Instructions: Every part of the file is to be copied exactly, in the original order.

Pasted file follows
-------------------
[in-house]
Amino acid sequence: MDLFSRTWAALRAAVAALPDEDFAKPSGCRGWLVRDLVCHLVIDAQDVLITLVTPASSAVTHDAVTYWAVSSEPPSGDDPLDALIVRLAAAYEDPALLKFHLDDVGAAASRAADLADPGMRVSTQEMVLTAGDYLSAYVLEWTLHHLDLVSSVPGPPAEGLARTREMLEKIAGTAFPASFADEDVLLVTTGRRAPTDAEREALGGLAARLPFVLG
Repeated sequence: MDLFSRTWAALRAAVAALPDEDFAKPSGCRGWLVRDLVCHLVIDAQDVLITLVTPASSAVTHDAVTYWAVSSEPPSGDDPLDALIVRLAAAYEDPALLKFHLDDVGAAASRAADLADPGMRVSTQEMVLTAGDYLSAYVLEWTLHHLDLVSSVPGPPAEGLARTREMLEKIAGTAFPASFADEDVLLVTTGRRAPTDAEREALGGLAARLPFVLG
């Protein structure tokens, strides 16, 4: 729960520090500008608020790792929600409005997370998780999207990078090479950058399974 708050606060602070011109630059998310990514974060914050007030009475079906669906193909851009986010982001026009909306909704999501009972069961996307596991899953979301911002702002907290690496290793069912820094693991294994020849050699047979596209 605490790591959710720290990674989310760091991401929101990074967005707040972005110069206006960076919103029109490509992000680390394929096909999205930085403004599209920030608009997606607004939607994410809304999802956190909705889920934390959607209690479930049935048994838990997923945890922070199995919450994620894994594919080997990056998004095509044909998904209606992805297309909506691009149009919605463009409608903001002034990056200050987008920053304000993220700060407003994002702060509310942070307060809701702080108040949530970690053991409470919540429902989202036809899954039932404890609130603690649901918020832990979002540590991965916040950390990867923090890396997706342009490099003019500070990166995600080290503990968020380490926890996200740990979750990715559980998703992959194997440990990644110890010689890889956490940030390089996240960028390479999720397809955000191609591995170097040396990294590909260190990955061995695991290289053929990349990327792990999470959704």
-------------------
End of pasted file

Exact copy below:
[in-house]
Amino acid sequence: MDLFSRTWAALRAAVAALPDEDFAKPSGCRGWLVRDLVCHLVIDAQDVLITLVTPASSAVTHDAVTYWAVSSEPPSGDDPLDALIVRLAAAYEDPALLKFHLDDVGAAASRAADLADPGMRVSTQEMVLTAGDYLSAYVLEWTLHHLDLVSSVPGPPAEGLARTREMLEKIAGTAFPASFADEDVLLVTTGRRAPTDAEREALGGLAARLPFVLG
Repeated sequence: MDLFSRTWAALRAAVAALPDEDFAKPSGCRGWLVRDLVCHLVIDAQDVLITLVTPASSAVTHDAVTYWAVSSEPPSGDDPLDALIVRLAAAYEDPALLKFHLDDVGAAASRAADLADPGMRVSTQEMVLTAGDYLSAYVLEWTLHHLDLVSSVPGPPAEGLARTREMLEKIAGTAFPASFADEDVLLVTTGRRAPTDAEREALGGLAARLPFVLG
């Protein structure tokens, strides 16, 4: 729960520090500008608020790792929600409005997370998780999207990078090479950058399974 708050606060602070011109630059998310990514974060914050007030009475079906669906193909851009986010982001026009909306909704999501009972069961996307596991899953979301911002702002907290690496290793069912820094693991294994020849050699047979596209 605490790591959710720290990674989310760091991401929101990074967005707040972005110069206006960076919103029109490509992000680390394929096909999205930085403004599209920030608009997606607004939607994410809304999802956190909705889920934390959607209690479930049935048994838990997923945890922070199995919450994620894994594919080997990056998004095509044909998904209606992805297309909506691009149009919605463009409608903001002034990056200050987008920053304000993220700060407003994002702060509310942070307060809701702080108040949530970690053991409470919540429902989202036809899954039932404890609130603690649901918020832990979002540590991965916040950390990867923090890396997706342009490099003019500070990166995600080290503990968020380490926890996200740990979750990715559980998703992959194997440990990644110890010689890889956490940030390089996240960028390479999720397809955000191609591995170097040396990294590909260190990955061995695991290289053929990349990327792990999470959704």